At least a couple of Monday, Jan. 20 events are planned to commemorate the birthday of Martin Luther King Jr.
The day begins with a Prayer Breakfast hosted by the Southern Christian Leadership Conference (S.C.L.C.) at L & B Restaurant located on 247 Gregory Dr. Collinsville, AL. The event starts at 8 a.m. with guest speaker the Rev. Walter Turner, pastor of Faith in Christ Church of Fort Payne. This year's theme is "Celebrating the Past as we Prepare for the Future." The cost of breakfast will be adults $7 and children $6.
That evening, entertainers Sandra Lafferty and Russell Gulley will headline a Martin Luther King Jr. celebration at the DeKalb County Democrat headquarters on Gault Avenue in downtown Fort Payne.
They will be honoring King, the Atlanta-born minister and activist who became the most visible spokesperson and leader in the Civil Rights Movement from 1955 until his assassination in 1968. King is best known for advancing civil rights through nonviolence and civil disobedience, inspired by his Christian beliefs. The Deep South of his era was one of brutal police, unjust courts and unsolved bombings and murders of African-Americans’ homes and churches.
King won the Nobel Peace Prize and was posthumously awarded the Presidential Medal of Freedom and the Congressional Gold Medal. Martin Luther King Jr. Day was established as a holiday in numerous cities and states beginning in 1971; the holiday was enacted at the federal level in 1986.
“This is a special night with two legendary locals helping us to celebrate, so please join us to celebrate the strength and fight of the Rev. Martin Luther King Jr.,” said Paula Manning McDougall, chairperson for the DeKalb County Democratic Club. She said her party’s platform includes promotion of racial justice through fair and equitable governing in public policy and dismantling the structures that define lasting racial, economic, political, and social inequity.
Gulley is a veteran recording artist with the group Jackson Highway who produced the RadioVizions music series and has spent decades promoting local arts in education. He said he will be performing a collection of songs focused on Black History Civil Rights, plus an original song based on an oral history done by a fourth grade student about the family of Chaunda Greathouse. Gulley said local blacks weren’t allowed to attend shows at the nearby DeKalb Theatre during the 1940s, 50s and 60s, but an African-American now manages the venue.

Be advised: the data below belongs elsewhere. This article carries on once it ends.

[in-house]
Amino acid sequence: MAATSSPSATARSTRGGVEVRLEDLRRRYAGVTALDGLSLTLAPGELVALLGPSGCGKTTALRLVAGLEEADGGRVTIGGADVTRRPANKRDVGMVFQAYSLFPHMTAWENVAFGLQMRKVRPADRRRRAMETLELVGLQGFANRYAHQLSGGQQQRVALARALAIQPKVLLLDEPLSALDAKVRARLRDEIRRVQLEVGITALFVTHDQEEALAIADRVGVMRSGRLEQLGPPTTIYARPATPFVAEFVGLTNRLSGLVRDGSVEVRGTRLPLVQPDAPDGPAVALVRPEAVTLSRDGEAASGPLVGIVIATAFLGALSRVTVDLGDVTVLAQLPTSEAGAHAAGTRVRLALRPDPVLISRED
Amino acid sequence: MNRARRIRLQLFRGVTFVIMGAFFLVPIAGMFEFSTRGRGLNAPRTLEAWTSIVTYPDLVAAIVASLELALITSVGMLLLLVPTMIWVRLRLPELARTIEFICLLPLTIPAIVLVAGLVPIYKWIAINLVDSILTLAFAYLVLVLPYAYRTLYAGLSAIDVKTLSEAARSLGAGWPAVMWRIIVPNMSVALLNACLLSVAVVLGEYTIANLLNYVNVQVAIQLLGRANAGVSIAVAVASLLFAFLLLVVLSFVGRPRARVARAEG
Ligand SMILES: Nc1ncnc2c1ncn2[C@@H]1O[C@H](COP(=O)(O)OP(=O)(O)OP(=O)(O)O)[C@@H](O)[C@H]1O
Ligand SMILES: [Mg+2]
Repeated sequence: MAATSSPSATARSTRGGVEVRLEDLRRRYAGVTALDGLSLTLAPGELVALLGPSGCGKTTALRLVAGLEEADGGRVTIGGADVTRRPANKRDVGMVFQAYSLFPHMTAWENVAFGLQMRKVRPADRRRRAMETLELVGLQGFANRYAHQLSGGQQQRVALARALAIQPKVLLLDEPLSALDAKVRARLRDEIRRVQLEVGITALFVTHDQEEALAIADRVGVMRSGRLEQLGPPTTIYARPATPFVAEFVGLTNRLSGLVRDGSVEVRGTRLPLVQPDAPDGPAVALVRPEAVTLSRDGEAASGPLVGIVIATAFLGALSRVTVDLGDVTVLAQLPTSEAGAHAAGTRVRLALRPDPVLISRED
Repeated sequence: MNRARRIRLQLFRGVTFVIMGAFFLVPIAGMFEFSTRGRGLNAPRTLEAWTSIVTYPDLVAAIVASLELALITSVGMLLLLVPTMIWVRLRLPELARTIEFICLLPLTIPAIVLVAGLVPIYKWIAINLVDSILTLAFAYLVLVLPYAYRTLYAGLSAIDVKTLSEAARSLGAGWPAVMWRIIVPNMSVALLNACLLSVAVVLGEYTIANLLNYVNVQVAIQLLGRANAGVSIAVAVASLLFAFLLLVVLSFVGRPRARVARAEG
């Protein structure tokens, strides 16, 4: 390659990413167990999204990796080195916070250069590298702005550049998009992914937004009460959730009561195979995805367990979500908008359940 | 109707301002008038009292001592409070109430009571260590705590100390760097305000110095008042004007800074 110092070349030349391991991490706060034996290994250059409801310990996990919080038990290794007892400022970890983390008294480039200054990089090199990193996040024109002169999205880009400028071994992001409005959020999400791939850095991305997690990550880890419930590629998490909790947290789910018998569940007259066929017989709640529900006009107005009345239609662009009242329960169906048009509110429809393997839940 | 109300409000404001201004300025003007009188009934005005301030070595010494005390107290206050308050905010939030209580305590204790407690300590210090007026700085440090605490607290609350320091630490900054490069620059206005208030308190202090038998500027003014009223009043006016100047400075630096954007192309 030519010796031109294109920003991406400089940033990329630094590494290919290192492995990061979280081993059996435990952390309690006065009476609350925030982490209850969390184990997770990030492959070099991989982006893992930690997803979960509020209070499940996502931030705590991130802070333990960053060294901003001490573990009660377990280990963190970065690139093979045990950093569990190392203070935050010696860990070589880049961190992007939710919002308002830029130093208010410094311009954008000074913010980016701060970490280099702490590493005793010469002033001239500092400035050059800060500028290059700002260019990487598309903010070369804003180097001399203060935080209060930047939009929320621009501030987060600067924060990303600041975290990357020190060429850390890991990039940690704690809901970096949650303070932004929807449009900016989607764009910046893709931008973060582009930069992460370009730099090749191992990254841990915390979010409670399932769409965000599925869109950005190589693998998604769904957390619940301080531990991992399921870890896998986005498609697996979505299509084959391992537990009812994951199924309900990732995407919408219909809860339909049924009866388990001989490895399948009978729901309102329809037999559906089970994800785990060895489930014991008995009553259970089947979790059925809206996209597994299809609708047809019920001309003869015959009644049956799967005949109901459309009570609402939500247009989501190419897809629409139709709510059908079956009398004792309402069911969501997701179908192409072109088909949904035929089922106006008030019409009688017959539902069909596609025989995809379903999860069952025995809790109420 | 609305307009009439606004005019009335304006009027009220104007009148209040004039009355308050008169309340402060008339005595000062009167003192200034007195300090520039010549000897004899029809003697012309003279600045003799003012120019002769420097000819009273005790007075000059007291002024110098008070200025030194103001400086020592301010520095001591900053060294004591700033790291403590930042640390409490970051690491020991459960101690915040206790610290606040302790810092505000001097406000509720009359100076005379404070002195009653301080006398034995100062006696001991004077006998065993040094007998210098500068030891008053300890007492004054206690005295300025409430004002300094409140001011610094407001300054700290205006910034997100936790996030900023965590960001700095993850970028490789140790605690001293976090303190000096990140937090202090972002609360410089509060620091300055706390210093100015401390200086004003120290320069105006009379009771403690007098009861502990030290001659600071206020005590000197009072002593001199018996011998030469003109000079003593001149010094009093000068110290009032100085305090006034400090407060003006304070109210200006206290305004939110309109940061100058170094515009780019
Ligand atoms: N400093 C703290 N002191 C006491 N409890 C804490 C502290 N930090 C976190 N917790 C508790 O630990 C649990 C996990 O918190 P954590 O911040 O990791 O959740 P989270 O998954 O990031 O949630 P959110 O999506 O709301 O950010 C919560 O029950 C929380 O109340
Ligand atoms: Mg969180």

Lafferty will use her acting skills to perform a reading of King’s famous “Letter from a Birmingham City Jail” in which he defended the strategy of nonviolent resistance to racism after he was arrested on April 12, 1963 for disobeying an injunction against demonstrating and defended against criticism that he and other activists were “outsiders” causing trouble on the streets, including the line, “Injustice anywhere is a threat to justice everywhere.”
King argued that not only was civil disobedience justified in the face of unjust laws, but it was necessary and even patriotic because “freedom is never voluntarily given by the oppressor; it must be demanded by the oppressed.”
Lafferty is best known for her roles in the films “Walk the Line,” “Hunger Games,” “Prisoners,” “Self/Less,” and “A Walk in the Woods.” As a stage actress, she performs with the Denver Center Theatre Company and League of Resident Theaters. She made the leap to movies at age 50, sharing the big screen with A-list movie stars like Robert Redford, Jennifer Lawrence, Ryan Reynolds, Joaquin Phoenix, Reese Witherspoon and Jake Gyllenhaal. Most recently, she was Grand Marshal in the Fort Payne Chamber of Commerce Christmas Parade.
Leaders from the local African-American community have been invited to speak at the event. There will be free admission to the public and refreshments served. The performance will start at 7 p.m.
The DeKalb County Democrats held an open house for their new headquarters this week. The address is 205 Gault Ave N in Fort Payne. For more information, call (256) 364-2009.